Princeton Gerrymandering Project: Flaws in New Jersey’s Proposed Redistricting Delay (ACR188)

Princeton Gerrymandering Project

Update – July 16, 2020

Covid-19 has slowed the Census, and fair districting may take a hit. States around the country are responding – but a poorly-crafted response in New Jersey may partially cede control over redistricting to the federal government and deprive growing Latino and Asian populations of fair district lines.

The U.S. Census Bureau has asked Congress to allow a delayed delivery of redistricting data. As a result, many states are considering adjustments to their redistricting schedule. Here in New Jersey, the legislature is considering Assembly Concurrent Resolution 188 (ACR188), a state constitutional amendment to modify the legislative redistricting schedule. ACR188 would mandate that if Census data is not received by February 15 of a year ending in one (such as 2021), New Jersey’s Legislative Reapportionment Commission would have until March 1 of a year ending in two (such as 2022) to draw maps. In effect, state legislative elections would not be held under new maps until November of a year ending in three (such as 2023).

One obscure provision in ACR188 may inadvertently give up power to the federal government: the February 15 deadline. This deadline may be set off repeatedly in the future, by accident or even on purpose. The U.S. Code requires that the Census Bureau deliver redistricting data to states by April 1 in 2021 – and 2031, 2041, and onward. For New Jersey and Virginia, which have off-year elections, the Bureau usually provides data ahead of the April 1 requirement as a courtesy. But with ACR188’s new provision, the Census Bureau could use its discretion to wait until after February 15th. That could put the decision for when to redistrict New Jersey into the hands of future Presidential administrations. In short, ACR188 takes a once-in-a-lifetime (we hope!) pandemic and turns it into a recipe for repeated delays in fair representation.

There’s a second bug in ACR188: it may distort representation for communities of color. Proponents of ACR188 claim that it buys time for the U.S. Census Bureau to come out with a more accurate count. But the Census Bureau’s numbers are not a matter of negotiation, and ACR188’s proposed delay will not do any good to change that reality for communities of color. Indeed, there is an opposite effect. Where New Jersey used to be one year ahead of the country in using Census data to reflect demographic changes, we will instead be one year behind everyone else.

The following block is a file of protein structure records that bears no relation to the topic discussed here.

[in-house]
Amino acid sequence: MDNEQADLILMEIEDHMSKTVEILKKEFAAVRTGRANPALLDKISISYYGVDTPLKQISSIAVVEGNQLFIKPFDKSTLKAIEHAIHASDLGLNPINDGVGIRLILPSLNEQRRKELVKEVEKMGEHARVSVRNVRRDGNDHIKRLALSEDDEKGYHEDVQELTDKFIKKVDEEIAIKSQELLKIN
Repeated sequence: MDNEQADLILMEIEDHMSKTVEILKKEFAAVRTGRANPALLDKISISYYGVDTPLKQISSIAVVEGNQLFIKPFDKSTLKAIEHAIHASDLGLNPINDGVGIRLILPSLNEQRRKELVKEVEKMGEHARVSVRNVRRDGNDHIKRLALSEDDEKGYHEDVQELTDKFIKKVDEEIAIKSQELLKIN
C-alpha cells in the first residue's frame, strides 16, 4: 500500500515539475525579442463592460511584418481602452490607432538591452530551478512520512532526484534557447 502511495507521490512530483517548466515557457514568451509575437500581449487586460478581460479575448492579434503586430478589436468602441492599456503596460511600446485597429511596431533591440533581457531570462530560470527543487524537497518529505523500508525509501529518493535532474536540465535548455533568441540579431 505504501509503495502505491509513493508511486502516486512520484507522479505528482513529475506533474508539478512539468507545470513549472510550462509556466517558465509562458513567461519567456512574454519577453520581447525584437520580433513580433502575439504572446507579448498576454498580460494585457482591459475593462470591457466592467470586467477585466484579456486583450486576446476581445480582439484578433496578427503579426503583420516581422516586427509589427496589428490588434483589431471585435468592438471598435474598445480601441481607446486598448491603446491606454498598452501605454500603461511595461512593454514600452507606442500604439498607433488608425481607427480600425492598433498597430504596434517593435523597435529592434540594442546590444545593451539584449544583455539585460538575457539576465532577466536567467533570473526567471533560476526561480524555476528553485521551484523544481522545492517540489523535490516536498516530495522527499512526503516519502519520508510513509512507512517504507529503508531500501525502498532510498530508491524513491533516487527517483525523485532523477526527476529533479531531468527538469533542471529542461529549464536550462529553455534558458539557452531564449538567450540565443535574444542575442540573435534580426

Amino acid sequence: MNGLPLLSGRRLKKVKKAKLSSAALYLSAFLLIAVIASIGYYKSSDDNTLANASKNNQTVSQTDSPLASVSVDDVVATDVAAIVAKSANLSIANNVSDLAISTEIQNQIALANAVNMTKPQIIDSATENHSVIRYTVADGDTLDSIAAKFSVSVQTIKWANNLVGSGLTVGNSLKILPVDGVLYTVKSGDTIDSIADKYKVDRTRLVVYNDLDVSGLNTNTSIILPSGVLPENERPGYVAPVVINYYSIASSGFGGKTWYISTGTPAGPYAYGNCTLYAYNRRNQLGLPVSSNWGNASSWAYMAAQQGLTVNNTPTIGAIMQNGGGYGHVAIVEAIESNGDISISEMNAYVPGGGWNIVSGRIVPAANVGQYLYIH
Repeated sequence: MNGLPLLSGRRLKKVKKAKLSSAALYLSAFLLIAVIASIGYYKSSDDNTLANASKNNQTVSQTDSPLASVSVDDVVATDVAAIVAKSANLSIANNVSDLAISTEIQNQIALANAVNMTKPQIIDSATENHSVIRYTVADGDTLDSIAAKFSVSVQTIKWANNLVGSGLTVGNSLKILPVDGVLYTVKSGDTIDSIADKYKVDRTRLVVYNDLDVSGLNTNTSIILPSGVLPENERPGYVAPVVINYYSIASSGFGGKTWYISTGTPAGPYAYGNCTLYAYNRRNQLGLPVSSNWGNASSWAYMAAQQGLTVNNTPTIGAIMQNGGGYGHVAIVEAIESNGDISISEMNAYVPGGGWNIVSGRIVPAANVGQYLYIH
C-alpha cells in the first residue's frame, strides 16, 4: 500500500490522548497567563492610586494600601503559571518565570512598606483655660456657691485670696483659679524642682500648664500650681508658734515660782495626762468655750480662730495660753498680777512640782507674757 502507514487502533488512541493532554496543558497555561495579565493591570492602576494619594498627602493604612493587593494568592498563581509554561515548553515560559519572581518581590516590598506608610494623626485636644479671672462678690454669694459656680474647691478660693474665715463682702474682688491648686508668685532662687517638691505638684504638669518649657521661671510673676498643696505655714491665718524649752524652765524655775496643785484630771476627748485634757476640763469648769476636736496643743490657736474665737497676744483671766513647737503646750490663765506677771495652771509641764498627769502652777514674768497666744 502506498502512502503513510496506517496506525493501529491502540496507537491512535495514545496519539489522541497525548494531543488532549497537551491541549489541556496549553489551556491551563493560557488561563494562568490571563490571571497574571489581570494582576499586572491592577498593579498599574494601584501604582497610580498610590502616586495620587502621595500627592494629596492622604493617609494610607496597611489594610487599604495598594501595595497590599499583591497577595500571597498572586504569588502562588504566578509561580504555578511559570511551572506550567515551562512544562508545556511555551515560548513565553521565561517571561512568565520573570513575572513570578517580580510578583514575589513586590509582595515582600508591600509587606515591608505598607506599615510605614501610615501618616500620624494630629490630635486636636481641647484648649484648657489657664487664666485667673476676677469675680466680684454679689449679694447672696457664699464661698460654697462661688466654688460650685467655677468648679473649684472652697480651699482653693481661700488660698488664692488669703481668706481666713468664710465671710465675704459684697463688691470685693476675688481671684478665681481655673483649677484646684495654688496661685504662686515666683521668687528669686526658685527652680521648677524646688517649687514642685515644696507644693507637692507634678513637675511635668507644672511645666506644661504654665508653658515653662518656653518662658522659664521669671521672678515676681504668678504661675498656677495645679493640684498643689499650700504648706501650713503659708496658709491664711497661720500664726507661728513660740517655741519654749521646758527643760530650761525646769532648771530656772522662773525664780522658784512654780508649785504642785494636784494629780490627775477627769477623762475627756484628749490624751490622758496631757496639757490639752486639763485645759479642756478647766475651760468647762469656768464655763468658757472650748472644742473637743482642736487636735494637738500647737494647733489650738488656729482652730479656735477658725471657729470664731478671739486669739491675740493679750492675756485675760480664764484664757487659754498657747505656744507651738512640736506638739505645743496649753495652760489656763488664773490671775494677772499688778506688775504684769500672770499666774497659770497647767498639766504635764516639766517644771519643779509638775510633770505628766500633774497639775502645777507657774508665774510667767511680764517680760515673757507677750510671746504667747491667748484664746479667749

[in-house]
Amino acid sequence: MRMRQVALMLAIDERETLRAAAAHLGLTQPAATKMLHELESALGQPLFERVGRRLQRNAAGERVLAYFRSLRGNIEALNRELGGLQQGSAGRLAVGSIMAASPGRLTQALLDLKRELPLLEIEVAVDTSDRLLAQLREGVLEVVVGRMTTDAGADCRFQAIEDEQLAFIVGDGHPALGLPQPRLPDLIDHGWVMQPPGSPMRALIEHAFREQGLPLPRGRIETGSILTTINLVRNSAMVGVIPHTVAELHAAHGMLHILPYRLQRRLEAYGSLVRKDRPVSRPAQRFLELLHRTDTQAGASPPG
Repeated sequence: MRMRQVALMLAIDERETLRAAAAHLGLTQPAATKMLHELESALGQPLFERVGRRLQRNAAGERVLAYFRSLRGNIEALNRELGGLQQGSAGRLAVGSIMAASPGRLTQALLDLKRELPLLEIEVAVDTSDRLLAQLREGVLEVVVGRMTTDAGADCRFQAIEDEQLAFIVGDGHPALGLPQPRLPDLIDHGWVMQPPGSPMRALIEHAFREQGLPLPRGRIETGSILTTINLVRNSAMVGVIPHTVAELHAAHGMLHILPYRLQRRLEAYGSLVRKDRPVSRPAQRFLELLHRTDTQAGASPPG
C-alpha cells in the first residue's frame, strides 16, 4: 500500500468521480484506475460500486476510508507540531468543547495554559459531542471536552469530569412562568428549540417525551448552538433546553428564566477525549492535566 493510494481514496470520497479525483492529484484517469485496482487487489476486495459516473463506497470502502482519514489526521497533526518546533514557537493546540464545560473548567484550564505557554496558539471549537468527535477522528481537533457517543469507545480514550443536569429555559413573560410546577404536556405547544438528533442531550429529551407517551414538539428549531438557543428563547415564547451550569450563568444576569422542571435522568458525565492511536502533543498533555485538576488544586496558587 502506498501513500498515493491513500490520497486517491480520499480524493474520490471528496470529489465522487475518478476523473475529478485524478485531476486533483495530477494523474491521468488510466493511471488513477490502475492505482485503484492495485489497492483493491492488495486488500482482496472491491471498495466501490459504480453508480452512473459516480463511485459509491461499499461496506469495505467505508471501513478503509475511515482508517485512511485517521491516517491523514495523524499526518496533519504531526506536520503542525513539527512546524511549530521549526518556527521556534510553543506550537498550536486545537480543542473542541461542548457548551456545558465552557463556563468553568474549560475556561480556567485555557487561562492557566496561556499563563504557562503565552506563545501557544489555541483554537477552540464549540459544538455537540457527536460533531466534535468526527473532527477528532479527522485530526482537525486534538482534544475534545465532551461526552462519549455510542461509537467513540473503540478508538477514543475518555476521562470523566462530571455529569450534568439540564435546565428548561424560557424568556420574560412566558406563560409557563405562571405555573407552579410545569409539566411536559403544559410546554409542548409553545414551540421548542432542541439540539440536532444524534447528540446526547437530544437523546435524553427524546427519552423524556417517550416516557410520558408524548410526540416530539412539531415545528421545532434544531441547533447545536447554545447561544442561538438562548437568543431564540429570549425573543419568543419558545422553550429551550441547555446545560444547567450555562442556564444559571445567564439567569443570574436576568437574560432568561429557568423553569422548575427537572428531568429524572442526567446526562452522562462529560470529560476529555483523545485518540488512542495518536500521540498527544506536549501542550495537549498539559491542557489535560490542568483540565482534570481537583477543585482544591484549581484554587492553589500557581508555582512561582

Latino and Asian communities are among those who would suffer from a delay in getting new district lines. According to federal estimates using the American Community Survey, Latino and Asian populations have grown by 20 percent since 2010 – over 400,000 people. This is as many people as there are in two whole Assembly or Senate districts. ACR188 will unnecessarily delay the redrawing of lines to reflect that demographic change.

Key demographic changes are illustrated in the district maps below.

Demographic Changes (%) by District: Latino (left) and Asian (right)
Click image for larger version.

Of particular note:

  • In all but four districts, the Latino or Asian populations have increased.
  • In nine districts, the Asian share of the population is now above 15%. In another nine districts, the Latino share is above 25%. In fact, in 13 districts, the Latino and Asian populations combined are above 33% of the population share.
  • District 36 has a Latino share that rose from 37 to 40%, and District 18 has an Asian share that rose from 28 to 31%. District 18 has an Asian and Latino combined population that rose from 37 to 40%. These increases could indicate new opportunity-to-elect districts that now might not be realized until three years after the Census.
Combined Asian & Latino Population (%) by District
Click image for larger version.

This brings us to another little-appreciated fact about redistricting: bad redistricting can have large effects on representation. In a 2019 federal court case concerning state House lines in southeastern Virginia, 11 of 12 challenged districts with majority African-American populations were invalidated as unconstitutional racial gerrymanders. A special master redrew 25 districts to increase the number of electoral opportunity districts by spreading the Black voting age population (BVAP) more evenly between districts. Within these newly-drawn districts, four seats flipped during 2019’s Virginia House of Delegates elections.

In other words, from 2011 to 2019, African-American voters in Virginia were deprived of four districts. Not even the worst Census count would have accomplished that. In each district that flipped, the BVAP rose by more than 7.4% due to the redrawn map. This number is only slightly larger than the predicted growth of the Asian and Latino populations in most of New Jersey’s current districts.

No matter what map is drawn in New Jersey, the result will still likely favor the majority party: Democrats. The question, then, is whether the state’s growing Asian and Latino communities will have the chance to elect candidates of their choice.

Two critical decision points lie ahead: On July 20, a public hearing on ACR188 will be held. We encourage New Jersey reformers to attend. Then, the amendment has to pass both chambers of the legislature by August 3 with three-fifths majorities. Contact your Assembly member or Senator to weigh in on ACR188.

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